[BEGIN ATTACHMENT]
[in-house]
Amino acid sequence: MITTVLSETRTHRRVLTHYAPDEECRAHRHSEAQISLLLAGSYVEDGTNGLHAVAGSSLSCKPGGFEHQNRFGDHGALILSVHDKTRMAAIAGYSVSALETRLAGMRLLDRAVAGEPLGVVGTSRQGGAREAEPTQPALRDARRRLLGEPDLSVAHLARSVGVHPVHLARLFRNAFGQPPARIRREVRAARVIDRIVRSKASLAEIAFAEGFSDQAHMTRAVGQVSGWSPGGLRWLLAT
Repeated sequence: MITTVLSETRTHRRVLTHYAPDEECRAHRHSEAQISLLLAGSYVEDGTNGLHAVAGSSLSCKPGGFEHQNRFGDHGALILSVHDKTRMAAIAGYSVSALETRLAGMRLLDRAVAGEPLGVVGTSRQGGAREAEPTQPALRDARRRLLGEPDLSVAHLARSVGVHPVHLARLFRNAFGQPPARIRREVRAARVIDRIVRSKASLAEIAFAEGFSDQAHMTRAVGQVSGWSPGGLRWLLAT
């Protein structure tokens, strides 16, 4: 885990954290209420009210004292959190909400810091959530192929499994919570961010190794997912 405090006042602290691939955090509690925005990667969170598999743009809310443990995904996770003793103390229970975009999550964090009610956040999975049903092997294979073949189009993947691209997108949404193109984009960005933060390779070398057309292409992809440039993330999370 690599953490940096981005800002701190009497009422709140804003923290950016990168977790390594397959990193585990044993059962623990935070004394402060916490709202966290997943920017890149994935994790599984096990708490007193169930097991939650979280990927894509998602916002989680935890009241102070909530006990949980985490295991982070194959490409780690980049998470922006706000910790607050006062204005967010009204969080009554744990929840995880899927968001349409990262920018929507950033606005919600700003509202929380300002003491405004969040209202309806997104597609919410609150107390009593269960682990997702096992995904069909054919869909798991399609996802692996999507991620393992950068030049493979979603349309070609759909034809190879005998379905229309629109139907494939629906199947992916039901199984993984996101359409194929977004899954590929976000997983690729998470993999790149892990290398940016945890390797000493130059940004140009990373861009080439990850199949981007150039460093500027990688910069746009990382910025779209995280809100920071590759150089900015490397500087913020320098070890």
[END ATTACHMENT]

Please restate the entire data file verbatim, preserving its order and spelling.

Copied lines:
[in-house]
Amino acid sequence: MITTVLSETRTHRRVLTHYAPDEECRAHRHSEAQISLLLAGSYVEDGTNGLHAVAGSSLSCKPGGFEHQNRFGDHGALILSVHDKTRMAAIAGYSVSALETRLAGMRLLDRAVAGEPLGVVGTSRQGGAREAEPTQPALRDARRRLLGEPDLSVAHLARSVGVHPVHLARLFRNAFGQPPARIRREVRAARVIDRIVRSKASLAEIAFAEGFSDQAHMTRAVGQVSGWSPGGLRWLLAT
Repeated sequence: MITTVLSETRTHRRVLTHYAPDEECRAHRHSEAQISLLLAGSYVEDGTNGLHAVAGSSLSCKPGGFEHQNRFGDHGALILSVHDKTRMAAIAGYSVSALETRLAGMRLLDRAVAGEPLGVVGTSRQGGAREAEPTQPALRDARRRLLGEPDLSVAHLARSVGVHPVHLARLFRNAFGQPPARIRREVRAARVIDRIVRSKASLAEIAFAEGFSDQAHMTRAVGQVSGWSPGGLRWLLAT
């Protein structure tokens, strides 16, 4: 885990954290209420009210004292959190909400810091959530192929499994919570961010190794997912 405090006042602290691939955090509690925005990667969170598999743009809310443990995904996770003793103390229970975009999550964090009610956040999975049903092997294979073949189009993947691209997108949404193109984009960005933060390779070398057309292409992809440039993330999370 690599953490940096981005800002701190009497009422709140804003923290950016990168977790390594397959990193585990044993059962623990935070004394402060916490709202966290997943920017890149994935994790599984096990708490007193169930097991939650979280990927894509998602916002989680935890009241102070909530006990949980985490295991982070194959490409780690980049998470922006706000910790607050006062204005967010009204969080009554744990929840995880899927968001349409990262920018929507950033606005919600700003509202929380300002003491405004969040209202309806997104597609919410609150107390009593269960682990997702096992995904069909054919869909798991399609996802692996999507991620393992950068030049493979979603349309070609759909034809190879005998379905229309629109139907494939629906199947992916039901199984993984996101359409194929977004899954590929976000997983690729998470993999790149892990290398940016945890390797000493130059940004140009990373861009080439990850199949981007150039460093500027990688910069746009990382910025779209995280809100920071590759150089900015490397500087913020320098070890």